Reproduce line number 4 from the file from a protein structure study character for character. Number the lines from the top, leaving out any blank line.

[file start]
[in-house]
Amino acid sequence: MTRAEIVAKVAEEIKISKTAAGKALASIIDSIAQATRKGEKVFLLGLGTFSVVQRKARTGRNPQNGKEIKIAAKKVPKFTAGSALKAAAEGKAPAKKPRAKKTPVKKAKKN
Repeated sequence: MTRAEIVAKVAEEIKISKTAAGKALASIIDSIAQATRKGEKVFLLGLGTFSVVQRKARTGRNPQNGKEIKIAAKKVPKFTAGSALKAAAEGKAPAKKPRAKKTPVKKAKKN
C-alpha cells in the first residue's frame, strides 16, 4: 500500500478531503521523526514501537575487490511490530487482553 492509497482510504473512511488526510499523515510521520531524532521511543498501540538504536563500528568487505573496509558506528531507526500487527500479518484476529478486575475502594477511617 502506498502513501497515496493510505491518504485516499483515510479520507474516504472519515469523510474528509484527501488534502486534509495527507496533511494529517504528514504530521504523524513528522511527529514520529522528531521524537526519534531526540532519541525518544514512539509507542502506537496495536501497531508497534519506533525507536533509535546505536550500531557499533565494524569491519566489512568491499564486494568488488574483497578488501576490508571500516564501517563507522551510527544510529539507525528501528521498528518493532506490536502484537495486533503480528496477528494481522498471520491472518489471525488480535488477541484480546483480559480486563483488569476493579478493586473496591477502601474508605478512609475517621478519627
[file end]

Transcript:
C-alpha cells in the first residue's frame, strides 16, 4: 500500500478531503521523526514501537575487490511490530487482553 492509497482510504473512511488526510499523515510521520531524532521511543498501540538504536563500528568487505573496509558506528531507526500487527500479518484476529478486575475502594477511617 502506498502513501497515496493510505491518504485516499483515510479520507474516504472519515469523510474528509484527501488534502486534509495527507496533511494529517504528514504530521504523524513528522511527529514520529522528531521524537526519534531526540532519541525518544514512539509507542502506537496495536501497531508497534519506533525507536533509535546505536550500531557499533565494524569491519566489512568491499564486494568488488574483497578488501576490508571500516564501517563507522551510527544510529539507525528501528521498528518493532506490536502484537495486533503480528496477528494481522498471520491472518489471525488480535488477541484480546483480559480486563483488569476493579478493586473496591477502601474508605478512609475517621478519627